Definition of exposure in English:

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Pronunciation: /ikˈspōZHər/


1The state of being exposed to contact with something: the dangers posed by exposure to asbestos
More example sentences
  • Many experimental studies of plants and animals, and clinical studies of humans have shown the harmful effect of excessive exposure to UVB radiation.
  • In order to protect children from exposure to harmful vapors, the toy industry has discontinued the use of PVC to produce plastics used in their products.
  • It is nonsensical to claim that it is not the Government's role to intervene to protect people from harmful exposure to tobacco smoke.
subjection, vulnerability, laying open
1.1A physical condition resulting from being outside in severe weather conditions without adequate protection: he died of exposure at 8,000 feet
More example sentences
  • A 14-year-old student was killed when he was hit by a falling tree and an elderly person died of exposure in the appalling weather conditions.
  • The two most dangerous conditions that can result from cold-weather exposure are frostbite and hypothermia.
  • Exposure has damaged the plaster ceilings, rotted joists, and peeled paint.
hypothermia, cold, frostbite
1.2Experience of something: his exposure to the banking system
More example sentences
  • The experiment facility is intended to provide experiments involving long-term exposure to the space environment.
  • A key Chicago experience for him was exposure to modern art, especially the Impressionists.
  • Work experience - any exposure to the industry is essential.
introduction to, experience of/with, contact with, familiarity with, acquaintance with, awareness of
1.3The action of exposing a photographic film to light or other radiation: a camera that would give a picture immediately after exposure trial exposures made with a UV filter
More example sentences
  • Any dust on the APHS film during exposure of the enlarged negative will show in the final print as a black spot.
  • I prefer film camera to shoot night pictures with long exposure and low light.
  • He calls himself an artist who uses photographic techniques like multi exposure and ‘sandwiches’ to make sense of what lies beyond.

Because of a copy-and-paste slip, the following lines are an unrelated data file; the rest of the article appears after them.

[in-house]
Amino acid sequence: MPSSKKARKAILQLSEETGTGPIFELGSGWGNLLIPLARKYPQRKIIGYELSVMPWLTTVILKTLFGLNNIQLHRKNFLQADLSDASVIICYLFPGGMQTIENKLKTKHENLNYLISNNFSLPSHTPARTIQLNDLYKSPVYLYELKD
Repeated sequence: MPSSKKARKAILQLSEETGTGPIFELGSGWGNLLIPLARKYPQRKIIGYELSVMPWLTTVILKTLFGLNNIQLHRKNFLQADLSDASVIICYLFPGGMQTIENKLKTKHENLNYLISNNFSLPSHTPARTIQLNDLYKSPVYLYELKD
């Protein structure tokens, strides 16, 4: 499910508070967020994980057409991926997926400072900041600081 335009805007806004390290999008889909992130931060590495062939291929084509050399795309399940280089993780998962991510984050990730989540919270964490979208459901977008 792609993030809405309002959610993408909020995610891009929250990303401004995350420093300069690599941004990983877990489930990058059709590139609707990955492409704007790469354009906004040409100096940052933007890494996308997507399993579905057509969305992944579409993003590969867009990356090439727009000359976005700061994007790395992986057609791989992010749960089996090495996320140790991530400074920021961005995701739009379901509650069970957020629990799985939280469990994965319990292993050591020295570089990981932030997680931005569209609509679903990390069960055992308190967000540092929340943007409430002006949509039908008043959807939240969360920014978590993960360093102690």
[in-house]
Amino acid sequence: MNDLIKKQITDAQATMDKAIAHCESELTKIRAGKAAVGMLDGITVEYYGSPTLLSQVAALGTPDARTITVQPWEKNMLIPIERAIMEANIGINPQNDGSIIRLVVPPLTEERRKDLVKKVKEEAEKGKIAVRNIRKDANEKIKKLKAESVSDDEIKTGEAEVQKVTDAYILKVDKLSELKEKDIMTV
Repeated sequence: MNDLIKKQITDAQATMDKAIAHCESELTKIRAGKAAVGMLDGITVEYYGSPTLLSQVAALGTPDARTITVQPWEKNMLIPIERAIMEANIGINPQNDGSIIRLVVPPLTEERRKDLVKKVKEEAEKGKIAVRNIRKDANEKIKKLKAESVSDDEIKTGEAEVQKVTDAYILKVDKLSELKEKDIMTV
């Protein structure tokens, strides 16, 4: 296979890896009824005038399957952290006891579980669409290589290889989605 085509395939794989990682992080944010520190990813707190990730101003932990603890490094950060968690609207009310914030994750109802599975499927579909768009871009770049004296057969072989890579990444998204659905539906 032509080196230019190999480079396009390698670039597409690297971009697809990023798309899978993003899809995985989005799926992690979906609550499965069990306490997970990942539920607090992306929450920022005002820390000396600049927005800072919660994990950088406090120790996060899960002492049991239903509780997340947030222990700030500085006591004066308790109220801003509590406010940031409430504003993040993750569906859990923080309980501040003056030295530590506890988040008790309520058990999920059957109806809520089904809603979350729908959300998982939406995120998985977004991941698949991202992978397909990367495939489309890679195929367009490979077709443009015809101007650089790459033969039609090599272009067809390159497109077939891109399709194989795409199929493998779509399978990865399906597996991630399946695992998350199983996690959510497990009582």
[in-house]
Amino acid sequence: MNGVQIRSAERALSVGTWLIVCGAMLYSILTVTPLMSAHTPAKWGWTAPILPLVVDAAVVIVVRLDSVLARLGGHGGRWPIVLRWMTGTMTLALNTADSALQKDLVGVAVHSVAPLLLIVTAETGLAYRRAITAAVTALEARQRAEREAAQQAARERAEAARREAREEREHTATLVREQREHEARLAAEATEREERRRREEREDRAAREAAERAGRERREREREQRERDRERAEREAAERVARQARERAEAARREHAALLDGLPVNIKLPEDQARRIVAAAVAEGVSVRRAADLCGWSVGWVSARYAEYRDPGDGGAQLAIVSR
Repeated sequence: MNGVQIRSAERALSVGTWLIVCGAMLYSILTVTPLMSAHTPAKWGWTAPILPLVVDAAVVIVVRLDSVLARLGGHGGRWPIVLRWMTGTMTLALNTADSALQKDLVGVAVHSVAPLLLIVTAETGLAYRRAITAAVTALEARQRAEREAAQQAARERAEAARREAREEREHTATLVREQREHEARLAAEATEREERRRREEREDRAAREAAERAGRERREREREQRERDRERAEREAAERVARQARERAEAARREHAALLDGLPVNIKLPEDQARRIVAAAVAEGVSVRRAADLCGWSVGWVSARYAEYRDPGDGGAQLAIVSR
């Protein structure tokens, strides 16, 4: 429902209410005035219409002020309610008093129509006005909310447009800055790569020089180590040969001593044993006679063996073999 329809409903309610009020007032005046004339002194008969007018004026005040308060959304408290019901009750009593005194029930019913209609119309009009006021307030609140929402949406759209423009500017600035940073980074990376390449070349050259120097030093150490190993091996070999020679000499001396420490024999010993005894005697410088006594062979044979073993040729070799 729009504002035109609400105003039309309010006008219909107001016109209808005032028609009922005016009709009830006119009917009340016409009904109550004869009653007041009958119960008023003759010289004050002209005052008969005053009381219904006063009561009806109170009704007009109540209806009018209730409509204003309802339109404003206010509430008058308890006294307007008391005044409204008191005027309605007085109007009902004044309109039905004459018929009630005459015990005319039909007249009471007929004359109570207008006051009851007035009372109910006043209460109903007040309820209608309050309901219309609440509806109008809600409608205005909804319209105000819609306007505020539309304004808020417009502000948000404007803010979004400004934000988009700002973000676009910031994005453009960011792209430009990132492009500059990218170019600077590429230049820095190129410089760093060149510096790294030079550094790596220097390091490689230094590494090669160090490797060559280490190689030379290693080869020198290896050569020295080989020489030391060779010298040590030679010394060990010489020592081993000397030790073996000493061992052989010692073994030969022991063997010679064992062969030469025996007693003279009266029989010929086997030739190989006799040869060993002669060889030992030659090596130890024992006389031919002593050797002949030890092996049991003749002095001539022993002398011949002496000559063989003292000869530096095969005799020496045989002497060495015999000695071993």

1.4The quantity of light or other radiation reaching a photographic film, as determined by shutter speed and lens aperture.
Example sentences
  • As he experimented with special lenses and different exposures and paper, his photography became increasingly art-inspired.
  • She will spend a day going through exposure, shutter speed, depth of field and how they are related.
  • For about five years, she devoted considerable energy to photography, meticulously recording exposures and light levels as she became conversant with the medium.
1.5The action of placing oneself at risk of financial losses, e.g., through making loans, granting credit, or underwriting insurance.
Example sentences
  • Their $325 million loan exposure and all of the other debt in the balance sheet looked well covered by assets, earnings and cashflow.
  • Regulators and rating agencies generally understand banks' retention of exposure to risk from loans they've securitized.
  • Investors worldwide would rush to find safe ground, dumping bank stocks and pulling deposits out of any banks that had heavy exposure in Third World loans.
2The revelation of an identity or fact, especially one that is concealed or likely to arouse disapproval: she took her life for fear of exposure as a spy
More example sentences
  • He was blamed for this inappropriate exposure of secret material, and it had a detrimental impact on his reputation and mental state.
  • Fearing exposure and embarrassment if he were to assume a conspicuous role at the new arts agency, he turned down the appointment.
  • It's against this background that the novel explodes into murder, mayhem, sexual intrigue and the scandalous exposure of secrets in a splendid denouement.
uncovering, revelation, disclosure, unveiling, unmasking, discovery, detection;
denunciation, condemnation
2.1The publicizing of information or an event: scientific findings receive regular exposure in the media
More example sentences
  • In return, they would receive considerable exposure at most Tour events throughout Europe along with other marketing advantages.
  • This is a channel by film fans for film fans, credited with having brought many great films a wider audience, regular exposure and good publicity too.
  • I am disappointed that the seminary succumbed to the lure of media exposure in orchestrating this event.
publicity, coverage, publicizing, advertising, public interest/attention, media interest/attention, ink;
informal hype, face time
3The direction in which a building faces; an outlook: the exposure is perfect—a gentle slope to the southwest
More example sentences
  • South and west exposures dry out more quickly, making these areas ideal for your most drought-and heat-tolerant plants.
  • It seems the trees in my neighbor's yard stood an excellent chance of blocking the television signal, which needs a southwestern exposure in the Northeast.
  • Lower dry biomass at the west and southwest exposures could be associated with higher respiration rates and earlier and longer stomatal closure in response to plant water deficits.
outlook, aspect, view;
position, setting, location


Early 17th century: from expose, on the pattern of words such as enclosure.

Words that rhyme with exposure

closure, composure, enclosure, foreclosure

For editors and proofreaders

Syllabification: ex·po·sure

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